Over time, pieces of chromosomes break off and stick to other chromosomes. Sometimes whole chromosomes stick to other chromosomes. At some point in the last 6-8 million years, two of our chromosomes fused together to make our chromosome 2. We know this because our chromosome 2 is really just two chimpanzee chromosomes fused together.

It is this sort of rearrangement that helped to give our current number of chromosomes. As you can see from this example, this number is certainly not fixed, it can and does change.

So similar species tend to have a similar number of chromosomes. But aside from this general rule there is very little rhyme or reason to how many chromosomes a species has.

For example, the number doesn't have to do with how complicated the species is. We have 46 chromosomes but a goldfish has 94, and a certain type of fern (Ophioglossum reticulatum) has 1,260. And it's safe to say we're more complex than a fern!

What determines which genes are on which chromosome?

This is another interesting question for which I'm afraid I don't have a straightforward answer. To some extent it may be that which genes are on which chromosomes is the luck of the evolutionary draw.

We know that chromosomes contain different genes or "chunks" of the genome. Genes are simply stretches of DNA that contain instructions in a 4 letter, 64 word code for making a protein.

Proteins are the workers in the cell. Almost anything that needs doing is done by a protein. They carry our oxygen, help us see and even think!

In bacteria, those simple organisms with only one chromosome, the genes are organized into groups based on what the genes do for a living. For example, all the genes needed to digest lactose, the sugar found in milk, are grouped together on the chromosome.

When there is lactose around, all the genes can get used together. Our genes may have started out similarly a billion years ago or so. But then those rearrangements we talked about earlier started happening. Also, for reasons we won't go into, virus-like DNA picked up genes and moved them around. The end result is that our genes started getting separated and moved around.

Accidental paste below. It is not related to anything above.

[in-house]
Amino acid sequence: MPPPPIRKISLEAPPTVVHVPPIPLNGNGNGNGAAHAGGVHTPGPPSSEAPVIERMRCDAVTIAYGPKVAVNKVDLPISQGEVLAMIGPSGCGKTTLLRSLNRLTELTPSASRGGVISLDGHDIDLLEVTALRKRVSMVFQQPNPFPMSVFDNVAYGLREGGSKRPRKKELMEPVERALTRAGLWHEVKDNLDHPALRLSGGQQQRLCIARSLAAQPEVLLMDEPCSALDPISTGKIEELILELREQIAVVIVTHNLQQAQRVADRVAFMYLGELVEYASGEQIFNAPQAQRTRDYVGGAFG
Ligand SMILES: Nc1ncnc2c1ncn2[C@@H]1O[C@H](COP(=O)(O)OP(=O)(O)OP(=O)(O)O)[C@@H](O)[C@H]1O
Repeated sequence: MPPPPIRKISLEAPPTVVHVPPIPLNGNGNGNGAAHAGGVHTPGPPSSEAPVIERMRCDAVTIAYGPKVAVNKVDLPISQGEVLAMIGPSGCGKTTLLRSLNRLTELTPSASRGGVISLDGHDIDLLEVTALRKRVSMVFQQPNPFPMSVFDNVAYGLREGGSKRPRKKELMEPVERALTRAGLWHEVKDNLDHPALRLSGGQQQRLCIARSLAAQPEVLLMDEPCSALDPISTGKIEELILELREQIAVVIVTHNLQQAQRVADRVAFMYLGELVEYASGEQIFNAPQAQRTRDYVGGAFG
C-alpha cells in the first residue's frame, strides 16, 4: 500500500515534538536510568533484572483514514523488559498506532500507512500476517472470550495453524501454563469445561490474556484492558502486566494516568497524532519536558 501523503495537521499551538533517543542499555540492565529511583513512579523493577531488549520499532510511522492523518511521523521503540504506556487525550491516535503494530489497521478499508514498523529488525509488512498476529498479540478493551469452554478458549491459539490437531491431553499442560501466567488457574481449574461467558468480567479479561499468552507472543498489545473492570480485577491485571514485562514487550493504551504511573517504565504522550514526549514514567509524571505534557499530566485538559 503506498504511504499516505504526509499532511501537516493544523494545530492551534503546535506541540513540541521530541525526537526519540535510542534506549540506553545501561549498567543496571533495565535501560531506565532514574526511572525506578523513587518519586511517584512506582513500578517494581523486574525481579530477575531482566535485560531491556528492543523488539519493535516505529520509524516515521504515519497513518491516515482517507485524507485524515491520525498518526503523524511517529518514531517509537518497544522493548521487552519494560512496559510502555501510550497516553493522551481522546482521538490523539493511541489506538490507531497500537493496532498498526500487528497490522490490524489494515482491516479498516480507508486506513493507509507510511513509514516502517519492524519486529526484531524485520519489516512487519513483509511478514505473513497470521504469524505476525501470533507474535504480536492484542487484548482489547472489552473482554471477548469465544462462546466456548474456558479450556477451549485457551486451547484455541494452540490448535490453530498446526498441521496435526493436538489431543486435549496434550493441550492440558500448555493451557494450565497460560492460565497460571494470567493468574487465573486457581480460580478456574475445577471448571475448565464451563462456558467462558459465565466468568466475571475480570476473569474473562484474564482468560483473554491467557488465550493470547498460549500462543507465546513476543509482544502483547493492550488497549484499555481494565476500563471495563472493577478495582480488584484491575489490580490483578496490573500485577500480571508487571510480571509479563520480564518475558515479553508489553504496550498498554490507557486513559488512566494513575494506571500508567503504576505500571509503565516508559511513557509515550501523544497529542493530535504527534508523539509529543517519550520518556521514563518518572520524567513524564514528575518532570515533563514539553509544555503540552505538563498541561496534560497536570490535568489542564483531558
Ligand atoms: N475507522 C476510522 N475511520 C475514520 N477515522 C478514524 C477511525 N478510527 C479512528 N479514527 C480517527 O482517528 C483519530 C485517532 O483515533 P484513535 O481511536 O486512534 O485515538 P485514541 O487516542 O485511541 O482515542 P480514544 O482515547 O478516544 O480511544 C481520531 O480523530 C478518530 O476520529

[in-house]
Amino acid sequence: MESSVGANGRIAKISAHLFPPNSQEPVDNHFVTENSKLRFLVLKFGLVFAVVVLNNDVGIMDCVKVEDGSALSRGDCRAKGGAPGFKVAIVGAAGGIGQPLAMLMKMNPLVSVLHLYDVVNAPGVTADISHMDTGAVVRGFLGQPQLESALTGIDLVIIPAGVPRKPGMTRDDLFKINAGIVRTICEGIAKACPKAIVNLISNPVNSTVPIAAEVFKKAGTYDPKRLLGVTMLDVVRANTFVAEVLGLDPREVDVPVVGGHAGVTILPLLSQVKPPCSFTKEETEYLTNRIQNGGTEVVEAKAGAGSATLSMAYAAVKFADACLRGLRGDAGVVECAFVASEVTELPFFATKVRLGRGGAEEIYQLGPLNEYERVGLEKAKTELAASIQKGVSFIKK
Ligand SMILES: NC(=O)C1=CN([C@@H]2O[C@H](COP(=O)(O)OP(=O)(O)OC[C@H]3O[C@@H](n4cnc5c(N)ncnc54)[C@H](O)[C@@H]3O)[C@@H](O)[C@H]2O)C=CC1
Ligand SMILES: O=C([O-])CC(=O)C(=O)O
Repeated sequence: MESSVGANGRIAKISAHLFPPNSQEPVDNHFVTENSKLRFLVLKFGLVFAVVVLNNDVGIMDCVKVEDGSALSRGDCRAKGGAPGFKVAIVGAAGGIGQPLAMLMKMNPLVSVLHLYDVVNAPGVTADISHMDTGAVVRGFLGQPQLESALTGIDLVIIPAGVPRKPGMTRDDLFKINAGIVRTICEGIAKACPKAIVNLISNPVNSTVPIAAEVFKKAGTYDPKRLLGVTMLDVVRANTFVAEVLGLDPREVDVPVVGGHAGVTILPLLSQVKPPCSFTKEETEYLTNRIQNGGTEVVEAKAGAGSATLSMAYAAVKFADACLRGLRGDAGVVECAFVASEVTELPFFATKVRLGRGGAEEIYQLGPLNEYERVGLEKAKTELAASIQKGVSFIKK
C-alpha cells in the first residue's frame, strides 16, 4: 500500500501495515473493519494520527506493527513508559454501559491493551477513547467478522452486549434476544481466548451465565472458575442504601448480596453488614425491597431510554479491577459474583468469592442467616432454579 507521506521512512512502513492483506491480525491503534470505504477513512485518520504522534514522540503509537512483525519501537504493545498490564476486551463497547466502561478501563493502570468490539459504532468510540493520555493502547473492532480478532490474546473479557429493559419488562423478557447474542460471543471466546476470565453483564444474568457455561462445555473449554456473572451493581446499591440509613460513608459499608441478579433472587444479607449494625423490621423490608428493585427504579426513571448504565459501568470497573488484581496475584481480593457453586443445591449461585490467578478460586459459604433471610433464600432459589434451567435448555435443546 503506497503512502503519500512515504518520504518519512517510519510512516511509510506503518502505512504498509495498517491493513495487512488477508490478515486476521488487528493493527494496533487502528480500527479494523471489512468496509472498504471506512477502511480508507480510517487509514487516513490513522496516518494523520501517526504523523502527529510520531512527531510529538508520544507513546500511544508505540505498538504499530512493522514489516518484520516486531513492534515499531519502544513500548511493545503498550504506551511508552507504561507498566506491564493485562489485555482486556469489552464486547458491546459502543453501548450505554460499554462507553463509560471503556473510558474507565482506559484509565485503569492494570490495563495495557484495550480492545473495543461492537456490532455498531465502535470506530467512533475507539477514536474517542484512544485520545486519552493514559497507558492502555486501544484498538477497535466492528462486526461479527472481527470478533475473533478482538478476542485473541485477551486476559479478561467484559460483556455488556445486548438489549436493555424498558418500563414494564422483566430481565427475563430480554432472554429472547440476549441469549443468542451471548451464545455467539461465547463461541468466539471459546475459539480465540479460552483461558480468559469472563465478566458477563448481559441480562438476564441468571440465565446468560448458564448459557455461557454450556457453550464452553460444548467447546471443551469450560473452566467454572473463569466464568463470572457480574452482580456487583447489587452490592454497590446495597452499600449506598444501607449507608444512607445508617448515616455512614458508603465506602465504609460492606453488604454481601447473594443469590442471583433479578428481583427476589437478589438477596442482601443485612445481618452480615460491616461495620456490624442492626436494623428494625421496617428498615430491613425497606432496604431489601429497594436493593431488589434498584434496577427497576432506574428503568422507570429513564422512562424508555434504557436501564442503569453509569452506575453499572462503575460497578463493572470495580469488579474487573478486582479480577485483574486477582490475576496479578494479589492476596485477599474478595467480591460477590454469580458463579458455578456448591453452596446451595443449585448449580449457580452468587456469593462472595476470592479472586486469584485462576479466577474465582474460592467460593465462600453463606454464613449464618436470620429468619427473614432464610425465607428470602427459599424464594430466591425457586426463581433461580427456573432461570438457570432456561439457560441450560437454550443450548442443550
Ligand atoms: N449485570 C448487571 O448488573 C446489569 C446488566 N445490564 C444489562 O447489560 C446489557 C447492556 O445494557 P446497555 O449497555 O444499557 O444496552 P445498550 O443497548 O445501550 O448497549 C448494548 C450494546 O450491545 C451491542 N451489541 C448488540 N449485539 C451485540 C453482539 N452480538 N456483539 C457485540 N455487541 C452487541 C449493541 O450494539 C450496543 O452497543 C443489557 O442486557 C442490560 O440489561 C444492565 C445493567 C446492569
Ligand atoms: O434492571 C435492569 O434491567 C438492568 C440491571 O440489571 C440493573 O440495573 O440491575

In humans for example, the gene for alpha globin, a part of the hemoglobin protein that carries oxygen in red blood cells, is found on chromosome 16. However, the gene for beta globin, the other part of the hemoglobin protein, is found on chromosome 11.

Of course, our genes aren't just a jumbled mess. Some parts of our chromosomes are organized by function.

The infamous Y chromosome contains all the genes needed for 'maleness'. Since both males and females have X chromosomes, the genes for 'femaleness' are not grouped on the X chromosome but instead are spread throughout the genome.

Chromosome rearrangements and gene hopping may make the order of our genes less organized. But there is another process at work that makes groups of genes that are more organized on our chromosomes. This is called 'gene duplication'.

Like it sounds, gene duplication is when a region of DNA on a chromosome containing a gene gets copied. This new version of the gene becomes part of the genome and lives very close to its parent gene on the chromosome (unless a rearrangement happens!).

Gene duplication is one way that new genes are born. Over time, small changes build up in human DNA. These random changes, or mutations, occur differently in the DNA of each version of the gene.